Digital Transformation Presents Both Reward and Risk
Digital technologies have fundamentally changed the way organizations do business. Mobile access, advanced analytics and cloud have increased both operational agility and revenue growth through data availability, workforce enablement, and improved customer experiences. As a result, organizations are projected to spend $1.97 trillion on digital technologies and services by 2022, according to IDC. The benefits of digital transformation are unlimited in scope and scale, but with it comes new risks for organizations and their security teams.
Expanding Infrastructure and Increased Complexity
Cloud, mobility, and the internet of things have dramatically impacted change cycles. What might have previously been implemented over many years often now occurs in just months, weeks, and even days. However, every new technology adds a huge amount of complexity which can cause disruption, and even increase organizations’ attack surfaces.
Organizations’ expanding infrastructure can have weaknesses, such as open ports, vulnerabilities, or weak or expiring certificates. These exist across your known infrastructure, but also extends to shadow IT – those projects and software managed outside of the IT department, the existence of which may not be known to the security team. Attack surfaces are becoming increasingly hard to reliably identify, never mind reduce.
The Challenges of Third Parties
According to the Ponemon Institute, 56 percent of organizations have experienced a data breach as a result of a third-party vendor. The U.S. National Institute of Standards and Technology (NIST) calls out third parties as a top source of risk, in part because of poor security practices. Add fourth and fifth parties into the mix, and the risk increases exponentially. So how can organizations be confident that their vendors and subcontractors – who play a crucial role in their business operations – are adequately protecting organizations’ sensitive data?
Companies can bolster their third-party risk awareness in a number of ways: educating internal stakeholders about properly managing third party risk; contractually enforcing third party security performance expectations with independent reviews of external-facing systems; tracking third-party risk in a central database; and adjusting approach based on known strengths and weaknesses, to name just a few. However, even all of the measures will not adequately safeguard your sensitive data: organizations should assume this information will become exposed, and take steps to detect and remediate this loss.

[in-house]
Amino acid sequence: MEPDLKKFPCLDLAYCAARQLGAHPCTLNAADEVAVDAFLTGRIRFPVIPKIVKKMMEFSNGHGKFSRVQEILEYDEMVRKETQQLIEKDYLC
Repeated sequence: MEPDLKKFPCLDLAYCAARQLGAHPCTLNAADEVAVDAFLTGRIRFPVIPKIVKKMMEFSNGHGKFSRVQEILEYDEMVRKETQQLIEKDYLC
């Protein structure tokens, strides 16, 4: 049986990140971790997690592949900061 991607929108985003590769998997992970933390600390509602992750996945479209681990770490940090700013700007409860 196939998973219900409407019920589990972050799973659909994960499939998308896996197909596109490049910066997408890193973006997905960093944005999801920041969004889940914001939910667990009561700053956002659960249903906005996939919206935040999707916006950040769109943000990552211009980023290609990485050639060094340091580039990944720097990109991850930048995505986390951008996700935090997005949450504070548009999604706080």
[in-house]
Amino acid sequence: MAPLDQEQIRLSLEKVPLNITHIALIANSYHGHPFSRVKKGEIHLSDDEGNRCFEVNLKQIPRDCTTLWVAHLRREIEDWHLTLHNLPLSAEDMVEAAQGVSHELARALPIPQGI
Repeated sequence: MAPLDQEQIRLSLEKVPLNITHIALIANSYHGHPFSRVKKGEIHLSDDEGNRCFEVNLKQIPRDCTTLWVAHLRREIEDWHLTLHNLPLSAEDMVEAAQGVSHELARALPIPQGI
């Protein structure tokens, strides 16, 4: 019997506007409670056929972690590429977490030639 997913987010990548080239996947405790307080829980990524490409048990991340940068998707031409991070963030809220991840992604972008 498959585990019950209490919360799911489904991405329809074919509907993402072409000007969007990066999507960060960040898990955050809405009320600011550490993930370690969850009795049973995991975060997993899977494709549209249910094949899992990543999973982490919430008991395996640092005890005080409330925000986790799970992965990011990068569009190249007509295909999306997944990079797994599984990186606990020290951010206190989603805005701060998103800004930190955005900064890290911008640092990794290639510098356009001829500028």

Criminals “going digital”
As third-party ecosystems grow, more data is stored on the cloud, and employees find new ways to engage online, organizations’ sensitive data frequently becomes exposed. Knowing this, adversaries take advantage of this unwanted exposure; using credentials for account takeovers, or intellectual property to conduct corporate espionage.
However, it even extends beyond this – cybercriminals have taken notice and are finding ways to take advantage of organizations’ digital transformation efforts. No sooner than a company or bank offers a new mobile app to improve access and efficiency will a bad actor try and devise a way to manipulate it to his own end.
To protect against these threats, organizations need to find new ways to detect data loss, to secure their online brand, and to reduce their attack surface.
Asking the right questions
Digital technologies are critical to a businesses’ ability to become more agile, increase profitability and better respond to customers. But, like most processes, it’s an ongoing one and takes time and attention. Ultimately, to fully benefit from these innovative digital practices and tools while simultaneously ensuring cybersecurity, companies must be prepared to consistently plan and continually collaborate to increase transparency of their own and their third parties’ practices. I suggest business leaders ask themselves the following three questions to reduce this digital risk:
1. Who is “in charge” of managing digital risk? Are we relying solely on the CISO or does risk extend beyond silos?
2. Are we extending digital risk management beyond the company, into our partner and vendor ecosystem? What tools does the organization have in place to detect and remediate risks outside the traditional perimeter?
3. Does our CISO address security in terms of business risk? Do we measure the success of the security team in terms of business risk?
Organizations’ perimeters will continue to erode as their digital footprints expand, but with the right risk protection strategy any organization can succeed in the age of digital transformation.